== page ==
Have you ever watched a professional, Olympic-level ping pong tournament?  The ball moves so fast that following it with your head could land you in the emergency room seeking treatment for whiplash. The only way to actually enjoy the game, is to focus your vision on the net, watch the ball move back and forth and take in the players via your peripheral vision. The table “grounds” you – and also keeps you out of the chiropractor’s office.

I belong to several different writers groups, which has given me the opportunity to edit a variety of fictional pieces. At times, the author’s treatment of Point of View (POV) makes me feel like I’m in an arena, trying to watch a ping pong game. The POV shifts from character to character in a rather random manner. The result: I can’t emotionally connect with any of the characters. Without this connection, I can’t root for any of them. I need to care about the main character so I’ll continue on this journey, which is a substantial investment of time on my part. In other words, I need grounding.

If you are fairly new to writing, tell your story from one character’s POV!  Seeing through that character’s eyes will ground the reader in the action and emotion of your story. This can be done effectively in either first person (I said, I saw, I felt) or third person (he said, she saw, he felt). Remain in that viewpoint throughout the entire story and you’ll draw the reader in effectively. Here are three basic tips to help keep your POV on track:

1) Only describe what your main character can physically see. If the doorbell rings, don’t tell us the cops are at the door until he opens it and discovers them. Don’t tell us a tornado is bearing down on your MC until she sees it. Don’t tell us who is on the other end of the phone line, until that person identifies themselves or your MC recognizes the voice. Then we can live in the moment with your MC and react along with him.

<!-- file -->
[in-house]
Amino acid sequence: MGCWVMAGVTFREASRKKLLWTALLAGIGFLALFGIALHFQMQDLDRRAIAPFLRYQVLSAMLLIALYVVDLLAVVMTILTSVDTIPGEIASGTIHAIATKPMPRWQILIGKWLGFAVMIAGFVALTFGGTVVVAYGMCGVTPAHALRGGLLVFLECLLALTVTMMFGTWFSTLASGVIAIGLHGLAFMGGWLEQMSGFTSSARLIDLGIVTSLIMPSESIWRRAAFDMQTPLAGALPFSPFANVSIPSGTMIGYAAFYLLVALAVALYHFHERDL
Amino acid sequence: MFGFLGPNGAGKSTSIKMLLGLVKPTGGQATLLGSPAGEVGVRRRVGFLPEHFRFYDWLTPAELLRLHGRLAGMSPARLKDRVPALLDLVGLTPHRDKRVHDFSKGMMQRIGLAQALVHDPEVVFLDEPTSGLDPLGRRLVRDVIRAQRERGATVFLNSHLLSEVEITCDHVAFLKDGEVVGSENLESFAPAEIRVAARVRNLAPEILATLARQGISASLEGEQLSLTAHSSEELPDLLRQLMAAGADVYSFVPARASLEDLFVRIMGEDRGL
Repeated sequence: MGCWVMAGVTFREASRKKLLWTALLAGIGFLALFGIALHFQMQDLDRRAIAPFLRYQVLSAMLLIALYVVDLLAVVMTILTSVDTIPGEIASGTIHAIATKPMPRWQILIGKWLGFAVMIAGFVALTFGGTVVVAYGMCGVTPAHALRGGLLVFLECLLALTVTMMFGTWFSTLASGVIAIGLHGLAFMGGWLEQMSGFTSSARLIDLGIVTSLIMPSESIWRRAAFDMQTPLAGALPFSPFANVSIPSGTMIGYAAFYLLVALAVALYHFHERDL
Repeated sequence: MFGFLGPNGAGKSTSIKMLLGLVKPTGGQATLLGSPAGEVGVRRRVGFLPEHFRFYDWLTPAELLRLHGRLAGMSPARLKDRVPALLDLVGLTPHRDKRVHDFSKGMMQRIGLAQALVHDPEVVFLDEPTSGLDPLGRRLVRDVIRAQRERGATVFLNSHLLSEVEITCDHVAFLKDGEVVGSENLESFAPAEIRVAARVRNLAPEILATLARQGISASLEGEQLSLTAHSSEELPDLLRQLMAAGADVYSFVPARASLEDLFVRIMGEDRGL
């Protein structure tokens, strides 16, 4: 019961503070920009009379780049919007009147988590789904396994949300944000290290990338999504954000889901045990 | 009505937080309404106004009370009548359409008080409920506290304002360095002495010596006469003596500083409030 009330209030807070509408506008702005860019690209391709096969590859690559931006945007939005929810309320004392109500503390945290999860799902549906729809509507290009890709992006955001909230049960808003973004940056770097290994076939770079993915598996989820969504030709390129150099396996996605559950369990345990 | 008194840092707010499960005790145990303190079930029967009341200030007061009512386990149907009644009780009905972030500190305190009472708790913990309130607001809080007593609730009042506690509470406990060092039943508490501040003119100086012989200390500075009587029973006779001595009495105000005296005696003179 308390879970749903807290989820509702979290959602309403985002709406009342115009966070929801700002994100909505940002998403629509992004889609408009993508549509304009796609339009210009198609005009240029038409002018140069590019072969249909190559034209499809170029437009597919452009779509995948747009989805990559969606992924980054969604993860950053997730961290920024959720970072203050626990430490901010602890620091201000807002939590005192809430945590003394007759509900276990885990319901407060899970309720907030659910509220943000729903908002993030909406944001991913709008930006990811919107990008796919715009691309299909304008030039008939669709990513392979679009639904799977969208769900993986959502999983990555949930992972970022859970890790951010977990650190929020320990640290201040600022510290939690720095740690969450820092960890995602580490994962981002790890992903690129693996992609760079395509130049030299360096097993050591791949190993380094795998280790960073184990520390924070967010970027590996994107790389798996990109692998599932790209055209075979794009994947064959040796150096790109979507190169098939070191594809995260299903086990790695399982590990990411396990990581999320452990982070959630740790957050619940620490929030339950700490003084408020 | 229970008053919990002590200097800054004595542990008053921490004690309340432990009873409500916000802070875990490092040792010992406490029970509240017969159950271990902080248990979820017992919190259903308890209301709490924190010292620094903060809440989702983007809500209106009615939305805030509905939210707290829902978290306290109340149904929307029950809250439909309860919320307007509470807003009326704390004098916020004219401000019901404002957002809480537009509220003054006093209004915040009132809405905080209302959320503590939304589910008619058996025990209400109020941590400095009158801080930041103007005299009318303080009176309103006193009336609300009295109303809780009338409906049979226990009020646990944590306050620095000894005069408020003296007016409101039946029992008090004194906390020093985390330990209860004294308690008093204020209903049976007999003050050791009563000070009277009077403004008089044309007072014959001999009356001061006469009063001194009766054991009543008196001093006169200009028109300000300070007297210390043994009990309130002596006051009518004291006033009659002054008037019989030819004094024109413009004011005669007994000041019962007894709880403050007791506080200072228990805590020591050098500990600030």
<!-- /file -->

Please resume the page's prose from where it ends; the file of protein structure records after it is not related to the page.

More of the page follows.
2) If you need to describe what another character is feeling, only describe it through the eyes of your main character. Don’t write Jane was nervous. Your main character, John, can’t know how Jane is feeling. Instead, he can observe Jane’s behavior and come to that conclusion. Jane’s eyes flitted around the room and her breathing came in short, shallow bursts. I had never seen her acting so nervous.

3) Stay in the moment with your main character. If you’re writing about John, and Jane comes into the scene, don’t write Jane had a fight with her mother that morning. It was the same fight they had every morning; when would she find a husband?   Your main character can’t know about the altercation unless Jane tells him. Use dialogue to convey  this information and stay in John’s POV:

Jane barreled into John’s office before he could invite her, slamming the door behind her.

“Problem?” John asked.

She plopped into the chair beside his desk and sighed. “I just can’t take it anymore!  Every morning it’s the same thing. When are you going to find a husband?  When will you make me a grandmother? Honestly, my mother could drive a saint to drink.”

Yes, there is such a thing as an omniscient point of view, which is like a giant camera in the sky simply recording events that cross its lens. But it takes a great deal of skill and experience to master this technique. And frankly, I’m not a fan. I find myself continually drawn out of the story, sometimes to the point of being confused and frustrated. If you haven’t already seen your name on the New York Time’s Best Seller’s list, you might not want to tackle this technique as yet.

Also, some writers tell their story from different viewpoints, by devoting individual chapters or sections to different characters. These stories are almost always written in first person which allows the writer to establish a unique identity and voice for each character. This style still keeps the reader grounded in that character’s psyche for the duration of the chapter and the chapter or section break is a clear signal that a change in viewpoint is forthcoming. Often the chapter headings tell us which character is speaking. Even then, the POV is singular and focused: One chapter – one point of view.

My advice: practice writing from a single viewpoint. You’ll find yourself with a main character that is more developed, more interesting and much more emotionally compelling. And you’ll keep your reader from feeling like that little silver sphere that bounces around inside a pinball machine.